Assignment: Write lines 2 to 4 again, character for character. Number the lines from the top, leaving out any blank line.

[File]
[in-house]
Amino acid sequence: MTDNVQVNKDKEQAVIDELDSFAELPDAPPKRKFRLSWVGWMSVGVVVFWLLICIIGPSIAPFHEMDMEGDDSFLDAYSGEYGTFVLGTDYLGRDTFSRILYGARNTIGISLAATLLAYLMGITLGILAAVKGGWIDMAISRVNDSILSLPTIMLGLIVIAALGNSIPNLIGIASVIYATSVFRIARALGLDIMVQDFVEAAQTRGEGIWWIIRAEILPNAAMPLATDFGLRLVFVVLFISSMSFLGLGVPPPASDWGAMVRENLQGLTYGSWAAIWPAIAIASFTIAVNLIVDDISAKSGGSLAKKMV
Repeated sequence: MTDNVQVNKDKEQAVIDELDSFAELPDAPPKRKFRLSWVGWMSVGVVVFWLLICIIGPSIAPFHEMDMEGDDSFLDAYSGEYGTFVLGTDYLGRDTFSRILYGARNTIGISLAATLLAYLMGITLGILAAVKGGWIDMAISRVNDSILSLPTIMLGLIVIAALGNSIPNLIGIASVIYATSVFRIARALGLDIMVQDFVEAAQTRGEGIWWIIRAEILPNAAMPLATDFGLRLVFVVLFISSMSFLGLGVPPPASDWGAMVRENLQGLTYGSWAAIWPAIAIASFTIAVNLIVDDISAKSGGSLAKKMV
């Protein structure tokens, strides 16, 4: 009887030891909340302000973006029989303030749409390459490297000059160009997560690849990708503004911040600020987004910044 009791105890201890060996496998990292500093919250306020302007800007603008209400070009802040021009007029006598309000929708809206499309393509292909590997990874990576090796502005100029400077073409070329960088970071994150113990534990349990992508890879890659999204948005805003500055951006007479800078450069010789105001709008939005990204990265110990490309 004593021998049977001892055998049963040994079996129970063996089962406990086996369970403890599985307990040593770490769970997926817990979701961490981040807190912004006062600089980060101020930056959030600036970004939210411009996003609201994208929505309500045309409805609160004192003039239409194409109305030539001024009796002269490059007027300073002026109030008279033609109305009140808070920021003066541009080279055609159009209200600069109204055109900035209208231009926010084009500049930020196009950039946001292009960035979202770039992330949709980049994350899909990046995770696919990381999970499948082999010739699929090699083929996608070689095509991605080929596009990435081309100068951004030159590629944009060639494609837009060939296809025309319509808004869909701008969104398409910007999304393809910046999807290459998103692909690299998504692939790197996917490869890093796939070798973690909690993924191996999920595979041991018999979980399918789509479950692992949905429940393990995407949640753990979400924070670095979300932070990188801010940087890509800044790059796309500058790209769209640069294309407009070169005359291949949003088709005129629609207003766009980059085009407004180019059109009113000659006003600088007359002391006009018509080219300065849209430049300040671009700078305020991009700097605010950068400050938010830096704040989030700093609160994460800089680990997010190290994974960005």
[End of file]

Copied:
Amino acid sequence: MTDNVQVNKDKEQAVIDELDSFAELPDAPPKRKFRLSWVGWMSVGVVVFWLLICIIGPSIAPFHEMDMEGDDSFLDAYSGEYGTFVLGTDYLGRDTFSRILYGARNTIGISLAATLLAYLMGITLGILAAVKGGWIDMAISRVNDSILSLPTIMLGLIVIAALGNSIPNLIGIASVIYATSVFRIARALGLDIMVQDFVEAAQTRGEGIWWIIRAEILPNAAMPLATDFGLRLVFVVLFISSMSFLGLGVPPPASDWGAMVRENLQGLTYGSWAAIWPAIAIASFTIAVNLIVDDISAKSGGSLAKKMV
Repeated sequence: MTDNVQVNKDKEQAVIDELDSFAELPDAPPKRKFRLSWVGWMSVGVVVFWLLICIIGPSIAPFHEMDMEGDDSFLDAYSGEYGTFVLGTDYLGRDTFSRILYGARNTIGISLAATLLAYLMGITLGILAAVKGGWIDMAISRVNDSILSLPTIMLGLIVIAALGNSIPNLIGIASVIYATSVFRIARALGLDIMVQDFVEAAQTRGEGIWWIIRAEILPNAAMPLATDFGLRLVFVVLFISSMSFLGLGVPPPASDWGAMVRENLQGLTYGSWAAIWPAIAIASFTIAVNLIVDDISAKSGGSLAKKMV
């Protein structure tokens, strides 16, 4: 009887030891909340302000973006029989303030749409390459490297000059160009997560690849990708503004911040600020987004910044 009791105890201890060996496998990292500093919250306020302007800007603008209400070009802040021009007029006598309000929708809206499309393509292909590997990874990576090796502005100029400077073409070329960088970071994150113990534990349990992508890879890659999204948005805003500055951006007479800078450069010789105001709008939005990204990265110990490309 004593021998049977001892055998049963040994079996129970063996089962406990086996369970403890599985307990040593770490769970997926817990979701961490981040807190912004006062600089980060101020930056959030600036970004939210411009996003609201994208929505309500045309409805609160004192003039239409194409109305030539001024009796002269490059007027300073002026109030008279033609109305009140808070920021003066541009080279055609159009209200600069109204055109900035209208231009926010084009500049930020196009950039946001292009960035979202770039992330949709980049994350899909990046995770696919990381999970499948082999010739699929090699083929996608070689095509991605080929596009990435081309100068951004030159590629944009060639494609837009060939296809025309319509808004869909701008969104398409910007999304393809910046999807290459998103692909690299998504692939790197996917490869890093796939070798973690909690993924191996999920595979041991018999979980399918789509479950692992949905429940393990995407949640753990979400924070670095979300932070990188801010940087890509800044790059796309500058790209769209640069294309407009070169005359291949949003088709005129629609207003766009980059085009407004180019059109009113000659006003600088007359002391006009018509080219300065849209430049300040671009700078305020991009700097605010950068400050938010830096704040989030700093609160994460800089680990997010190290994974960005």